I was a crew commander in the tank for many years. There was five people in the tank; and you told the driver when to stop and where to go, things like that.
During the war, we used to, if it was in a bad area, we slept under the tank at night. And I got up in the morning and moved around a little more. We started off with [Infantry Tank (IV) A22] Churchills [British heavy tank]. They were too large a tank and too awkward, so we were lucky to get [American M4] Sherman tanks.
When we were in Italy, we were going through a wooded district; and I was a crew commander in the Sherman tank. I was resting myself, hanging onto the turret; and the driver hit a branch of a tree and knocked the lid down on my fingers, and took the ends of two fingers off. So that was one of the things I really remembered [about the] Sherman tank.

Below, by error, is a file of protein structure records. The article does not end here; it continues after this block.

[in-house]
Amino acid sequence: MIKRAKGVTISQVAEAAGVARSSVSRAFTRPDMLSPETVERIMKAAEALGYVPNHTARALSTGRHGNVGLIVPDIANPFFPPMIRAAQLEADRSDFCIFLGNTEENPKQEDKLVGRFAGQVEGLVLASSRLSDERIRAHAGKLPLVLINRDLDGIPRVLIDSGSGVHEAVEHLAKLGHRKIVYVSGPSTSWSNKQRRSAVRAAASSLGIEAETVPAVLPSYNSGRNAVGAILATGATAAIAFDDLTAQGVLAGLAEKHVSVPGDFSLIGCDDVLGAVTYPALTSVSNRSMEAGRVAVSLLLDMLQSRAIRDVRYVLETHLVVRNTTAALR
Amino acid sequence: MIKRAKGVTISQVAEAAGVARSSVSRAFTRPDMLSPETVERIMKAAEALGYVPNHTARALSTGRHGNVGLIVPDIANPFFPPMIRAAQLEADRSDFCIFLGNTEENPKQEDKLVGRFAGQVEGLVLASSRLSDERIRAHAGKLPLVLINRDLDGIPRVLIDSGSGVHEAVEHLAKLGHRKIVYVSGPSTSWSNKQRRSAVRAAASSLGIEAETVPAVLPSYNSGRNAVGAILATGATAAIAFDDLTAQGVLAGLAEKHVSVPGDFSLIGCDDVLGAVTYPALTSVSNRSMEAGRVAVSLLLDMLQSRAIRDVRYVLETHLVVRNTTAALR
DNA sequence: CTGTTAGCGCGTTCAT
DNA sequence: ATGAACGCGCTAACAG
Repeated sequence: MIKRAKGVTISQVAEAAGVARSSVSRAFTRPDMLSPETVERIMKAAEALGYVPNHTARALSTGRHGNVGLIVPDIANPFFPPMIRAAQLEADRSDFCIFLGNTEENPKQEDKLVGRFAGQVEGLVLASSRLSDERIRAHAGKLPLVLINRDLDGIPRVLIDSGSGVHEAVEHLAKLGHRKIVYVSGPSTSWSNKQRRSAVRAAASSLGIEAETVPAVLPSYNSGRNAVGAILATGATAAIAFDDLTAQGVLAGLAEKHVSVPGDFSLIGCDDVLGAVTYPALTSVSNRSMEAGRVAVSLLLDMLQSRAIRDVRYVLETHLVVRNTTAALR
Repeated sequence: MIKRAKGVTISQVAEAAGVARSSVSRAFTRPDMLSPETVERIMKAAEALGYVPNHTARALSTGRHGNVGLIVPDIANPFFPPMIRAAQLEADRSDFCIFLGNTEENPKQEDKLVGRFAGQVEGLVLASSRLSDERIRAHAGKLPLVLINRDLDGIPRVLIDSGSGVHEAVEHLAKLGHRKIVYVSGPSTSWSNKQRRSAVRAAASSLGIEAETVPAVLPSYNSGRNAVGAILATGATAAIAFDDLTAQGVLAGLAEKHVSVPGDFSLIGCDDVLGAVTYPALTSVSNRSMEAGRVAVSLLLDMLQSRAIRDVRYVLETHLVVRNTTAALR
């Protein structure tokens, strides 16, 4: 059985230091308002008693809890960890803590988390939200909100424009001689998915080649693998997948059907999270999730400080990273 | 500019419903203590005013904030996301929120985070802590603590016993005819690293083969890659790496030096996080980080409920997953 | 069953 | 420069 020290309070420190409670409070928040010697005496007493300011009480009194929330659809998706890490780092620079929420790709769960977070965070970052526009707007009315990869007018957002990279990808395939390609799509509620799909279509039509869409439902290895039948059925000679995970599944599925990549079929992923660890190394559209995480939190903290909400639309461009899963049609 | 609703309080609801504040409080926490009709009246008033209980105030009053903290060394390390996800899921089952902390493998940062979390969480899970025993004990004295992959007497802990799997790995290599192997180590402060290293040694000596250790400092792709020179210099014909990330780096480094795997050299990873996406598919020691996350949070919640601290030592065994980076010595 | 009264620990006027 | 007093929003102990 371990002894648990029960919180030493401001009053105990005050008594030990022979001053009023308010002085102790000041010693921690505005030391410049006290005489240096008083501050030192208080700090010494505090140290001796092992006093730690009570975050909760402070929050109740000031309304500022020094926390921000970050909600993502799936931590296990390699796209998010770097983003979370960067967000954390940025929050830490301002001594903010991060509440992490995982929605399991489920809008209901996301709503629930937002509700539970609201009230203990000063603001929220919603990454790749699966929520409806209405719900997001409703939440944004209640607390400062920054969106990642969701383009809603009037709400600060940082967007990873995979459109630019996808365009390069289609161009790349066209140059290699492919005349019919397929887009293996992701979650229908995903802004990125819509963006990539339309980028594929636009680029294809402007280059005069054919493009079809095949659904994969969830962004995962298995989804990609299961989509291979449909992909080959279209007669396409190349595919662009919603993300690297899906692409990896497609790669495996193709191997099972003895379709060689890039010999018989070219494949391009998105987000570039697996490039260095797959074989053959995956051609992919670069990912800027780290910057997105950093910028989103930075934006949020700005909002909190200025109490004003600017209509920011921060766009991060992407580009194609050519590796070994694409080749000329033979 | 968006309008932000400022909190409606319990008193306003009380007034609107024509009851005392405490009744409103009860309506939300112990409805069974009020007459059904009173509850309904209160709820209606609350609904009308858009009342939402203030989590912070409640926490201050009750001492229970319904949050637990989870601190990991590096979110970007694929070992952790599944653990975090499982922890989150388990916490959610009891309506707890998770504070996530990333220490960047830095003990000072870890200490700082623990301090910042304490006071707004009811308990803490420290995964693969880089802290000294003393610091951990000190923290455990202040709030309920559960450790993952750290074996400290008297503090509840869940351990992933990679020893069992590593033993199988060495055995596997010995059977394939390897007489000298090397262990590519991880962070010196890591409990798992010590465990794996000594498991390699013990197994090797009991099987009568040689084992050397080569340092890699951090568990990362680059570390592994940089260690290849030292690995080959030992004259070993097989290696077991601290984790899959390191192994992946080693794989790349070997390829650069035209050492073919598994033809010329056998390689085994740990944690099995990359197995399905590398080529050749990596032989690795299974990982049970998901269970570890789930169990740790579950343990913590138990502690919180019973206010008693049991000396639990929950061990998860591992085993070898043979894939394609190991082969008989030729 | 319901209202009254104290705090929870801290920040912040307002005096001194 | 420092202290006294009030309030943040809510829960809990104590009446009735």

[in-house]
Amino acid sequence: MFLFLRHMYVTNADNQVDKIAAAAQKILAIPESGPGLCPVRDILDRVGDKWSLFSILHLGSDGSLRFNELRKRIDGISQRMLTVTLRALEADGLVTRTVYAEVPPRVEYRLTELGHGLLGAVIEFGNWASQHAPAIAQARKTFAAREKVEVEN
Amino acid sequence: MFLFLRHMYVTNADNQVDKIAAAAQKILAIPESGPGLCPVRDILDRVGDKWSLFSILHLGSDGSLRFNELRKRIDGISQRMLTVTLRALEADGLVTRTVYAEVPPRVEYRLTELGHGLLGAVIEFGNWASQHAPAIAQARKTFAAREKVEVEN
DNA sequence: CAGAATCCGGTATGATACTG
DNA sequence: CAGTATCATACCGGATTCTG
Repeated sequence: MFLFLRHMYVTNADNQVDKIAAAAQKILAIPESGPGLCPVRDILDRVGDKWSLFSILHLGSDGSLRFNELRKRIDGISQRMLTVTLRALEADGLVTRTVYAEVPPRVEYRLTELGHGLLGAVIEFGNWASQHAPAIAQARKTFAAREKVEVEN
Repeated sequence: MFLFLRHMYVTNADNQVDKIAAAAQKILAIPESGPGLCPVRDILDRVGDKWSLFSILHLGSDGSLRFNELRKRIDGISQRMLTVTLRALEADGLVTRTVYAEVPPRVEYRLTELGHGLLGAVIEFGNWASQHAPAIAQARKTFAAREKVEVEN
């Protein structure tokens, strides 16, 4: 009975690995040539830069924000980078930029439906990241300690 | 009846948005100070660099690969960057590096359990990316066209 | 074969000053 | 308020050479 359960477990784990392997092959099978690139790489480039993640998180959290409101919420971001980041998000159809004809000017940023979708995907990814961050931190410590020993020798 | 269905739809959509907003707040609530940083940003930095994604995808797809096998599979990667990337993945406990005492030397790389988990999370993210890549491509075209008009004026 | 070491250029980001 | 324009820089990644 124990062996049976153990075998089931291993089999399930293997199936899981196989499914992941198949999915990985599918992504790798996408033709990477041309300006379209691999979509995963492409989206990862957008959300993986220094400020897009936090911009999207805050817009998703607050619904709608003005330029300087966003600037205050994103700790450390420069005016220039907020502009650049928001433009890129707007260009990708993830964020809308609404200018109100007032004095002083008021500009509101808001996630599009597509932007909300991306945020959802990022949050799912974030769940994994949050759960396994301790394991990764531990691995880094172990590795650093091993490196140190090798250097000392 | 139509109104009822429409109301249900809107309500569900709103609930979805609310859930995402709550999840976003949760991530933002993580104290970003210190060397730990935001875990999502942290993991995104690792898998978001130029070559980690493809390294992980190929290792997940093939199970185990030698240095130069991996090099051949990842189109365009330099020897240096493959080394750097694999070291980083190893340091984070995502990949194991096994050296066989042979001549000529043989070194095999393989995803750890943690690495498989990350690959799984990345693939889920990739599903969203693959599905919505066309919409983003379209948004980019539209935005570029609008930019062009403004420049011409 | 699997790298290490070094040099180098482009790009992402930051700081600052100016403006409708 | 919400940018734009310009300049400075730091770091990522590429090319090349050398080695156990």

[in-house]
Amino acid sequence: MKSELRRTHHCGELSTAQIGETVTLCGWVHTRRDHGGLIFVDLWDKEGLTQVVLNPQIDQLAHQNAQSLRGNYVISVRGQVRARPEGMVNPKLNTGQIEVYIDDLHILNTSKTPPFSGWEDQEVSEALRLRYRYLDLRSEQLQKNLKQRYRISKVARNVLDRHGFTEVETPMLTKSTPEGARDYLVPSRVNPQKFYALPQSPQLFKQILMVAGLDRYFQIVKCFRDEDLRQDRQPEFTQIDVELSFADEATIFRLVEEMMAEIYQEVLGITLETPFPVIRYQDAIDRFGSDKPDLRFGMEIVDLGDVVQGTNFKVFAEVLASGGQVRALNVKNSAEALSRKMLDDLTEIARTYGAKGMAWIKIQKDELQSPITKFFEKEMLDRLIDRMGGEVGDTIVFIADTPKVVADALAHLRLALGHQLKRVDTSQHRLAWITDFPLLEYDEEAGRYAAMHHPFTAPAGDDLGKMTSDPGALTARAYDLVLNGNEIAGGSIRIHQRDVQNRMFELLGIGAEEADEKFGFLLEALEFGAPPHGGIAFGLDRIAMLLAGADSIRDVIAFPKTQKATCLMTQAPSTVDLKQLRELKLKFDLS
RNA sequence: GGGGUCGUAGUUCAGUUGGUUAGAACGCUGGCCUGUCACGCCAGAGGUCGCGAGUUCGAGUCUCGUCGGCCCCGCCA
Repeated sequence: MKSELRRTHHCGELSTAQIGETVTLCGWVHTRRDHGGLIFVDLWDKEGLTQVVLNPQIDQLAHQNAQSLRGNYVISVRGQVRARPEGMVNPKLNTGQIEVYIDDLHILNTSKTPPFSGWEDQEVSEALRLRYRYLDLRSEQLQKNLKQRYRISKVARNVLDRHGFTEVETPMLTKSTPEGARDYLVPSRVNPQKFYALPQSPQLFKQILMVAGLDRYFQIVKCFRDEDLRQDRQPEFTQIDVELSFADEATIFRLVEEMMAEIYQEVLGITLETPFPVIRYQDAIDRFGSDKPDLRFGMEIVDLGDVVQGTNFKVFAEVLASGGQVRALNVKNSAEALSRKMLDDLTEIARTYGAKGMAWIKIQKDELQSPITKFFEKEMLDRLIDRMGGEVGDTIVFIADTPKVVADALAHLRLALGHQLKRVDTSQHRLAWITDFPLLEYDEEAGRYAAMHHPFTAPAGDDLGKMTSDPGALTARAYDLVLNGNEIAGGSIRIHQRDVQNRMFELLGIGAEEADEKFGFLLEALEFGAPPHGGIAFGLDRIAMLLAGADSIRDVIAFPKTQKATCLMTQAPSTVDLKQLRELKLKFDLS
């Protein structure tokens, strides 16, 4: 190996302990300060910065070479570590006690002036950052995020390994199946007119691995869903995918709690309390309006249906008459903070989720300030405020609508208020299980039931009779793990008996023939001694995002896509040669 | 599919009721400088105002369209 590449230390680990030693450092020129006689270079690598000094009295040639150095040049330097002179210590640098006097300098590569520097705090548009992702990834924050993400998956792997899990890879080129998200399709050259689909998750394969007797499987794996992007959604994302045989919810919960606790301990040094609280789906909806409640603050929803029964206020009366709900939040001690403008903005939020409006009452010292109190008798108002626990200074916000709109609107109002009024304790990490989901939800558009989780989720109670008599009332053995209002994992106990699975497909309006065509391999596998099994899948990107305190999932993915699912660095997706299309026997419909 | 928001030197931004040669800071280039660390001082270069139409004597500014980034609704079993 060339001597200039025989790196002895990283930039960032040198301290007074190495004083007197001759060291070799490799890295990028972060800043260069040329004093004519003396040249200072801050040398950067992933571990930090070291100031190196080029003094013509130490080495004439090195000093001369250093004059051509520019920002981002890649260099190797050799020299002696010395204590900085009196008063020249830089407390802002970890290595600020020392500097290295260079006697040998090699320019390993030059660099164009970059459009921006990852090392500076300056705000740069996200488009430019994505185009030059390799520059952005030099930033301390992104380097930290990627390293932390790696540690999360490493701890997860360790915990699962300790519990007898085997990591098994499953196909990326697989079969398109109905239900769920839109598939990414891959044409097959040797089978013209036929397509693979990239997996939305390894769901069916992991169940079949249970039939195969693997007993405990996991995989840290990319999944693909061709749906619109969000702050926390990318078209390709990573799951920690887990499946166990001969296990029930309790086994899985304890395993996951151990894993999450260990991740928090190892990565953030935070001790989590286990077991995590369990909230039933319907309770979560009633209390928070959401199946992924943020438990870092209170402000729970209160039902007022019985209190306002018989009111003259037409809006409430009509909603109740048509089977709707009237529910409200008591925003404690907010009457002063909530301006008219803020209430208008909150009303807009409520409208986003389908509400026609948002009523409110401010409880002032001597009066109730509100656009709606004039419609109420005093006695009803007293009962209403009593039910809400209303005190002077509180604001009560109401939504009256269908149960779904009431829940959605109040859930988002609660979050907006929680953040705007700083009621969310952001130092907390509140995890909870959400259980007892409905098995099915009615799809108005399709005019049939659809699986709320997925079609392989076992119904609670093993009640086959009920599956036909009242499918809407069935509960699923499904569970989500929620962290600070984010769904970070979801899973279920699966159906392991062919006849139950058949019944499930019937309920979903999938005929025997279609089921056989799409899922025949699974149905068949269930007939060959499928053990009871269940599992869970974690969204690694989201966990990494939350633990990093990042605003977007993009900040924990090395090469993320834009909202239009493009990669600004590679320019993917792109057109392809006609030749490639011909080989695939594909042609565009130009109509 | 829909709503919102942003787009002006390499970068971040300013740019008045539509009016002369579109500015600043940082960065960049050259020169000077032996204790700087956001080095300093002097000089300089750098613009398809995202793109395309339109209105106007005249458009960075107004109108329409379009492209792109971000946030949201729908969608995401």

And I also caught my foot in the turret one time and had to, it twisted my foot up badly; and I had to have my, go to the doctor and he checked my foot; and fixed it up for me, and it became okay.
Well, I belonged to the [The King’s Own] Calgary Regiment [Royal Canadian Armoured Corps] and they were very fortunate. We didn’t have too many real strong battles against the enemy. And we were lucky to not, in our regiment, we [lost] very few tanks or soldiers, so we were very fortunate. Where some regiments, they lost a lot of soldiers, but we were fortunate, we didn’t.